Benn read Filter Magazine:
While I generally try to thumb through and keep up with all the music magazines that come through Atomic, there aren't many I read on a regular basis or read cover to cover. I mostly only thumb through to see who they're covering (it's easy to spot patterns and trends when looking at music magazine covers and who they mention on their covers), to see who they're reviewing, and to see what other things, like books, DVDs, video games, movies, etc., they mention.
By and large, real rock criticism is dead. And I tend to not be interested in reading interviews with artists whose art I like. I subscribe to the theory that goes: the last person in the world to fully understand the importance of a piece of work is the artist who created it. And older artists, having done so many interviews, tend to have their answers down pat, and younger artists... well, I'm not sure a 22 year old with a synthesizer is going to reveal much to me I didn't already know about the state of the human condition.
However, this issue of Filter, not only did I find myself enjoying a general thumbing through (while being in color, their use of white space still gives the magazine a nice indie feel), but I got sucked in to interviews that I would ordinarily skip over: David Byrne brings up an interesting point of Punk's failed goal of entering the mainstream and destroying it, Roger Daltrey sounds positively pissed at people who give too much credit to those who die before they get old, and Husker Du... well...they just sound bitter.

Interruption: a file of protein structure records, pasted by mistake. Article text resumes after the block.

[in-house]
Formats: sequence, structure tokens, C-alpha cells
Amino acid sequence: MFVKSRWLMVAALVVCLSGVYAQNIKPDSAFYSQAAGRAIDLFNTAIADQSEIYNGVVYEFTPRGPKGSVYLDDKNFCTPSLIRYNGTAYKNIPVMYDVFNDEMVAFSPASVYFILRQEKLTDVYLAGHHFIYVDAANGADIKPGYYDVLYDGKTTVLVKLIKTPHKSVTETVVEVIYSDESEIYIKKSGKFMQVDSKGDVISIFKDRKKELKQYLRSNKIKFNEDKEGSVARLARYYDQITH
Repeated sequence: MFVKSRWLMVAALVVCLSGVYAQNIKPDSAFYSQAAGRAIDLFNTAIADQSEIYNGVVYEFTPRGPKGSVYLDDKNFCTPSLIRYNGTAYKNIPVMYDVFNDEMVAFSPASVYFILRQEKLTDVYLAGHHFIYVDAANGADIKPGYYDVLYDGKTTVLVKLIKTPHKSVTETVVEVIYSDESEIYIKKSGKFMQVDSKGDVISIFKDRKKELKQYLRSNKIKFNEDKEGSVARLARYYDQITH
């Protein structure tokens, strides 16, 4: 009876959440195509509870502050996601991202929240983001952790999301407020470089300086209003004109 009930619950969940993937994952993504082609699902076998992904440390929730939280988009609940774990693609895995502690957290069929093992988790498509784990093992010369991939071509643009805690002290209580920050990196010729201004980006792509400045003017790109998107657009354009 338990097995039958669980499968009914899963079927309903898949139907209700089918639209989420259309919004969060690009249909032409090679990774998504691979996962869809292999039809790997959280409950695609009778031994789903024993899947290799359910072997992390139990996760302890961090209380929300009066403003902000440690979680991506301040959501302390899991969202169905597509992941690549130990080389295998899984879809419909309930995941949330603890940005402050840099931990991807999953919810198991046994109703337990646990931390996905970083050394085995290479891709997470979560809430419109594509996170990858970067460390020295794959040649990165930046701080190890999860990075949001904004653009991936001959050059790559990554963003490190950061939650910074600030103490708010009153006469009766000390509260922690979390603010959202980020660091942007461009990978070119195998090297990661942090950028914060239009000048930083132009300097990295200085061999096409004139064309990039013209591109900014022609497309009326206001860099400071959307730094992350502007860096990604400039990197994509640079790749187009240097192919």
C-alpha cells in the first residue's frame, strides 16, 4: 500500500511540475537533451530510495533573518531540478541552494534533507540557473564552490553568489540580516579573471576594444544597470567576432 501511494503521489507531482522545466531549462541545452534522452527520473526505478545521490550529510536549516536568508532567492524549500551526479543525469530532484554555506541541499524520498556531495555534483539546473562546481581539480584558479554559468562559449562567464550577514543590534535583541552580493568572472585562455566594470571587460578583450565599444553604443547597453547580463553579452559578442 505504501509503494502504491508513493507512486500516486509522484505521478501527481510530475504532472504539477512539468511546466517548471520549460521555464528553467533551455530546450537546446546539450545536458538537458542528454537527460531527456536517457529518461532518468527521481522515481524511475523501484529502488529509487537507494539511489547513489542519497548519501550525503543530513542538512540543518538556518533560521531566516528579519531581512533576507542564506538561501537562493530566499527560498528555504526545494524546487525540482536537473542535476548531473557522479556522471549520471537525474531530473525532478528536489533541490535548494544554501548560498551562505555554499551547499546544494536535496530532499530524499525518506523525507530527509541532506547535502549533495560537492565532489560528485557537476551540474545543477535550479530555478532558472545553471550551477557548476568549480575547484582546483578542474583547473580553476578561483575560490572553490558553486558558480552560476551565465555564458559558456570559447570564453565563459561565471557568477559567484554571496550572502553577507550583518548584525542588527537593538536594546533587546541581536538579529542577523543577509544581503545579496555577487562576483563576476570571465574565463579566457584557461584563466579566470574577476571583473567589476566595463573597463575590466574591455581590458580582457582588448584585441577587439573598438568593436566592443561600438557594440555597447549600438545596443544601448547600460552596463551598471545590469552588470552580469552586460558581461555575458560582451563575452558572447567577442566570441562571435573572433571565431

All this plus there are still interviews I want to get to with Wu-Tang, PJ Harvey and Sons & Daughters. A very readable music mag.
Eamon read Comic Strip Masterpieces Special:
Reprints 12 newspaper artists in 12 pages. Each includes a bio of the artist and information about the book from which the strip came. It's a nice sampling of classic titles such as Dick Tracy, Popeye and Little Orphan Annie.
After reading it you know which books would be more personally appealing. Do you like half naked aliens, surreal dream adventures or Charlie Brown?
Lauren likes Ninjatown by Shawnimals:
I've always been a fan of Shawnimals plush. I mean there are ninjas, moustaches,
pot stickers, and many more made out of felt.
His new project, Ninjatown, brings a blind box element to a plush toy, the first I've seen. Once again there are ninjas but many kinds. There's a business ninja as well as an old master and zombie. There are 12 different ones to collect and trade.
Perfect for a belt loop, as a zipperpull, and just anywhere you want to hang a sweet new friend. Or you can do what we are doing at the store and make them Xmas ornaments. Perfection.